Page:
Backup shooting guard Dion Waiters is also questionable with a sore left groin while Alex Caruso (sore right wrist), Danny Green (Volar plate injury, left ring finger) and LeBron James (sore right groin) are probable.
The 27-year-old Davis has been one of the Lakers best performers in the postseason bubble, averaging 28.9 points, 9.6 rebounds and 3.6 assists over 14 games, including hitting a game-winning three-pointer at the buzzer in Game 2 of the Western Conference Finals.
The Lakers can advance to the NBA Finals with a win on Saturday.
'EXPERTISE AND CHARACTER': Maple Leafs add veteran Paul MacLean to coaching staff – Toronto Sun
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“Over nearly two decades as an NHL coach, Paul has filled every role on a staff,” Keefe said in a club statement. “Adding someone of Paul’s expertise and character to advise and assist our staff is something that we felt was very important as we seek to make tangible steps next season.”
Before Columbus, MacLean led the Sens to a record of 114-90-35 and a pair of playoff appearances. He also served two stints as assistant for the Anaheim Ducks, ‘02 to 04 and ‘15-17, between his days in Detroit (‘05-11). His Cup victory came on ex-Leaf Mike Babcock’s staff, having also appeared in the ‘03 and ‘09 finals under the same coach.
Born in Grostenquin, France while his father served on a Royal Canadian Air Force base, MacLean was raised in Antigonish, N.S. He was on Team Canada at the 1980 Olympics in Lake Placid and as a mid-round pick of the St. Louis Blues out of the QMJHL, scored 36 goals as a rookie after a trade to Winnipeg. In all, he appeared in 719 career games for the Blues, Jets and Detroit, recording 324 goals and 349 assists.
He transitioned to coaching with various minor leagues in the 1990s, until joining Babcock’s first NHL staff in Anaheim. A strong start in Ottawa made MacLean a finalist for the Jack Adams in 2012, won by Ken Hitchcock, followed by beating out Bruce Boudreau and Joel Quenneville for the award in ‘13. Only MacLean, Jacques Martin, Alain Vigneault and Bob Hartley have won the Adams for Canadian teams the past 25 years.
It was also announced Friday that the Arizona Coyotes have hired away amateur scout and player development employee Brian Daccord from the Leafs to be special assistant to new general manager Bill Armstrong.
Maple Leafs hire Paul MacLean as assistant coach – Pension Plan Puppets
Today the Toronto Maple Leafs announced they’ve hired another new assistant coach, adding Paul MacLean:
“Over nearly two decades as an NHL coach, Paul has filled every role on a coaching staff, winning a Stanley Cup and Jack Adams trophy along the way,” said Maple Leafs head coach Sheldon Keefe. “Adding someone of Paul’s expertise and character to advise and assist our staff is something that we felt was very important as we seek to make tangible steps next season.”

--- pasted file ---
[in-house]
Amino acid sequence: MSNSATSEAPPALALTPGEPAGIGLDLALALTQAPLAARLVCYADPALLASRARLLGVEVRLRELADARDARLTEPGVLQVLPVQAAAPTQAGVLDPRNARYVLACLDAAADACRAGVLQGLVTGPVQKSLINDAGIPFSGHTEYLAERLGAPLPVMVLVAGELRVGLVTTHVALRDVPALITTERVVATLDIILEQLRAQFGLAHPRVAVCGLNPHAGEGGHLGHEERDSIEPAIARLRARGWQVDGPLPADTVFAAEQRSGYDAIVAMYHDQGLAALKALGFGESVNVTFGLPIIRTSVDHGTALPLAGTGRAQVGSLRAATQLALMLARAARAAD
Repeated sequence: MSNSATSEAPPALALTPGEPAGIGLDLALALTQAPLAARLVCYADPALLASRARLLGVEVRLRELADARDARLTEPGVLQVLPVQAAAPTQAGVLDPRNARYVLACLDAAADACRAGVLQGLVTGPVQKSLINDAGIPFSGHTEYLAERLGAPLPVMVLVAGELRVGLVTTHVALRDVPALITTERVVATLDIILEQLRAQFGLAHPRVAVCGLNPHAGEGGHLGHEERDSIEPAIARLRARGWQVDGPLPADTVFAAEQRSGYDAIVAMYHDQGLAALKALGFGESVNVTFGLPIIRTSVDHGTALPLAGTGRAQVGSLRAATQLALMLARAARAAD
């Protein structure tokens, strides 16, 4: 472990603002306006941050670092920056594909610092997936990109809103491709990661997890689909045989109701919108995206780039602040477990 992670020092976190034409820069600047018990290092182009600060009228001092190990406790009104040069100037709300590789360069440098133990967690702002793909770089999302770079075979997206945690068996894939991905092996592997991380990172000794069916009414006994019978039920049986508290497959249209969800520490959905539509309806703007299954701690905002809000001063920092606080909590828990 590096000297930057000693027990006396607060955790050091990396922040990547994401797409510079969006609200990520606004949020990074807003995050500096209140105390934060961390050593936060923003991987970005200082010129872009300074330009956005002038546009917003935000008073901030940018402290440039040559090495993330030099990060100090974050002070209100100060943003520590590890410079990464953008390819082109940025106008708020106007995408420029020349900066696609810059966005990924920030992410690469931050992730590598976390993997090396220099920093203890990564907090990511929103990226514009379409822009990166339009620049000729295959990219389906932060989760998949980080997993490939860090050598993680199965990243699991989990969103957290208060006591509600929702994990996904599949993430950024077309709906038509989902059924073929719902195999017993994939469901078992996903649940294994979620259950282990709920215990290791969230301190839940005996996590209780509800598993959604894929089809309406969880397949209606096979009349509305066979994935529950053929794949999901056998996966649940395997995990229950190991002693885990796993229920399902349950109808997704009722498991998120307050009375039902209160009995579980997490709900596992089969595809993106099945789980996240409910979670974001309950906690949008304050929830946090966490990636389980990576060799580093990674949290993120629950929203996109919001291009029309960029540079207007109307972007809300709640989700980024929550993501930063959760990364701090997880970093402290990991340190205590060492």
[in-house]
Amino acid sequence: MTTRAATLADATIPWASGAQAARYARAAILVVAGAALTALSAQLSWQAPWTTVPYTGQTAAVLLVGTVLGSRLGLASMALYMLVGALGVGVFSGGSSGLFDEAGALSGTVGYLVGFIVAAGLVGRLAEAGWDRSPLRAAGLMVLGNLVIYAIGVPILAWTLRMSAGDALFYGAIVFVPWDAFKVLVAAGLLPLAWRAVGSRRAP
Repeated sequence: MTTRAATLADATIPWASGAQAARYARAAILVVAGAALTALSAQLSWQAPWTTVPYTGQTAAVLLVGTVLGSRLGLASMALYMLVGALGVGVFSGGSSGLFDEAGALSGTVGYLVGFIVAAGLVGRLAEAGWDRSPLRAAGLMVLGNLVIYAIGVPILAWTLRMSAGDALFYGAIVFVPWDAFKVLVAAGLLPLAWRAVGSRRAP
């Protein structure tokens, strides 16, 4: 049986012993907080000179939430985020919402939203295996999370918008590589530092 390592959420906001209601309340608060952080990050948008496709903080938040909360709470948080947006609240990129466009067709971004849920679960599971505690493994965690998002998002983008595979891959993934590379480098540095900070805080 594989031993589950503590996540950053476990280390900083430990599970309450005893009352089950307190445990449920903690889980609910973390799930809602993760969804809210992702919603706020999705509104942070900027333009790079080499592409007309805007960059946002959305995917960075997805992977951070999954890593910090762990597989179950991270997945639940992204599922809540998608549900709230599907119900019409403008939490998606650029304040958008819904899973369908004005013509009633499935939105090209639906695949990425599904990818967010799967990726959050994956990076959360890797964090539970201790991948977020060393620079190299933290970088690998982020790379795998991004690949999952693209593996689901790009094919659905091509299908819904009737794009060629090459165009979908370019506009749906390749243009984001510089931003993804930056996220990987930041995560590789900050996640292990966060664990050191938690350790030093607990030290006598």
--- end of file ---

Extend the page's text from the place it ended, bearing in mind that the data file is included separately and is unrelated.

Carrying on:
MacLean spent the 2019-20 season as an assistant coach with the Columbus Blue Jackets after being hired on November 21, 2019. He previously served as the head coach of the Ottawa Senators from 2011-15, leading the Senators to a 114-90-35 record and a pair of playoff appearances. He won the Jack Adams Award while coaching Ottawa in 2012-13 after being a finalist for the honour in 2011-12. MacLean served two stints as an assistant coach for the Anaheim Ducks spanning 2002-04 and 2015-17 and was an assistant coach for the Detroit Red Wings from 2005-11. He has been an assistant coach in the postseason on 11 occasions and has made three appearances in the Stanley Cup finals (2003, 2008, 2009), winning the Stanley Cup in 2008.
MacLean, 62, joined John Tortorella’s staff in Columbus in November of last year after not having a coaching job for two years. He worked for Randy Carlyle in Anaheim after being fired as head coach in Ottawa in 2015.
The power play of the Columbus Blue Jackets is not something the Maple Leafs should be looking to emulate. In my pre-playoffs coverage of the Blue Jackets I said their power play was so bad that the only PK squad better than Columbus’s own powerhouse unit was whoever they tried their power play against on any given night. That wasn’t exaggeration, their power play really was that bad, although it improved whenever Seth Jones was available.
Last offseason, the Maple Leafs hired Paul MacFarland, and most of us here at PPP weren’t very thrilled at the prospect of his power play concept coming to the Leafs. We can only hope this goes better.
With the news that Bruce Boudreau would not be hired by the Leafs, MacLean seems to be next man up on the veteran leadership coaching list. He joins Dave Hakstol, Manny Malhotra, and the goaltending and video coaching staff. And the new guy is getting the up in the rafters job.
Sounds like Paul MacLean will play the eye in the sky role for the Leafs coaching staff, advising in all areas of the game.
— Jonas Siegel (@jonassiegel) September 25, 2020
And in case you were wondering how a guy who’d never been to the Soo got this job:
It’s worth mentioning that Paul MacLean is the father of Marlies assistant coach A.J., who is one of Sheldon Keefe’s best friends and has worked with him for more than a decade. Keefe and Paul aren’t walking into this blind to one another — at all.
— Scott Wheeler (@scottcwheeler) September 25, 2020
Also today, the Arizona Coyotes hired Maple Leafs goaltending scout/consultant Brian Daccord to be their Special Assistant to the GM and Director of Goalie Operations. I don’t think they mean hip surgeries, but who knows?
He has been with the Leafs for five seasons prior to this change.